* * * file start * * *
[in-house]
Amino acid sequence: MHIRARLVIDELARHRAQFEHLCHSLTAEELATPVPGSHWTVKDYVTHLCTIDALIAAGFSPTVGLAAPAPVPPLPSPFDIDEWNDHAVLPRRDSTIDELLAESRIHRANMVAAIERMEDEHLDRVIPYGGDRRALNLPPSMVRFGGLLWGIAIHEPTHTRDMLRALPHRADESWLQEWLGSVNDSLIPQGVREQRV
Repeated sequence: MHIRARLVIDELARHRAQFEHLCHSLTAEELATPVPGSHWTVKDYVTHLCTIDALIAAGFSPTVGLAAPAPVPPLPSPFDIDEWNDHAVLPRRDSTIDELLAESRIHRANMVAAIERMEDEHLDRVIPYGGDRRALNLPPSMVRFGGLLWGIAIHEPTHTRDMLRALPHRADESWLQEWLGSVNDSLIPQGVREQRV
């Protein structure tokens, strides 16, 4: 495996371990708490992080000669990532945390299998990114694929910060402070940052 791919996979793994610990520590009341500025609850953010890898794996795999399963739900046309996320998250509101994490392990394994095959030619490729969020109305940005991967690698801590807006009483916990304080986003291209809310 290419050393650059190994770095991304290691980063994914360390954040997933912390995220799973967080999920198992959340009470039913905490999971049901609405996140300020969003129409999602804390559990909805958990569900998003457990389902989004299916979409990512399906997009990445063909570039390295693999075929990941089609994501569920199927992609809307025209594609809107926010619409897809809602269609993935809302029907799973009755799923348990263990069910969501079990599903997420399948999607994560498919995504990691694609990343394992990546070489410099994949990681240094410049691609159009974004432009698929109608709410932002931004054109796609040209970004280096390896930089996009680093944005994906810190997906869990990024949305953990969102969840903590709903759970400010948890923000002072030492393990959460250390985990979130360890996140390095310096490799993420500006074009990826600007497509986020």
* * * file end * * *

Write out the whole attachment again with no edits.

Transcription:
[in-house]
Amino acid sequence: MHIRARLVIDELARHRAQFEHLCHSLTAEELATPVPGSHWTVKDYVTHLCTIDALIAAGFSPTVGLAAPAPVPPLPSPFDIDEWNDHAVLPRRDSTIDELLAESRIHRANMVAAIERMEDEHLDRVIPYGGDRRALNLPPSMVRFGGLLWGIAIHEPTHTRDMLRALPHRADESWLQEWLGSVNDSLIPQGVREQRV
Repeated sequence: MHIRARLVIDELARHRAQFEHLCHSLTAEELATPVPGSHWTVKDYVTHLCTIDALIAAGFSPTVGLAAPAPVPPLPSPFDIDEWNDHAVLPRRDSTIDELLAESRIHRANMVAAIERMEDEHLDRVIPYGGDRRALNLPPSMVRFGGLLWGIAIHEPTHTRDMLRALPHRADESWLQEWLGSVNDSLIPQGVREQRV
């Protein structure tokens, strides 16, 4: 495996371990708490992080000669990532945390299998990114694929910060402070940052 791919996979793994610990520590009341500025609850953010890898794996795999399963739900046309996320998250509101994490392990394994095959030619490729969020109305940005991967690698801590807006009483916990304080986003291209809310 290419050393650059190994770095991304290691980063994914360390954040997933912390995220799973967080999920198992959340009470039913905490999971049901609405996140300020969003129409999602804390559990909805958990569900998003457990389902989004299916979409990512399906997009990445063909570039390295693999075929990941089609994501569920199927992609809307025209594609809107926010619409897809809602269609993935809302029907799973009755799923348990263990069910969501079990599903997420399948999607994560498919995504990691694609990343394992990546070489410099994949990681240094410049691609159009974004432009698929109608709410932002931004054109796609040209970004280096390896930089996009680093944005994906810190997906869990990024949305953990969102969840903590709903759970400010948890923000002072030492393990959460250390985990979130360890996140390095310096490799993420500006074009990826600007497509986020």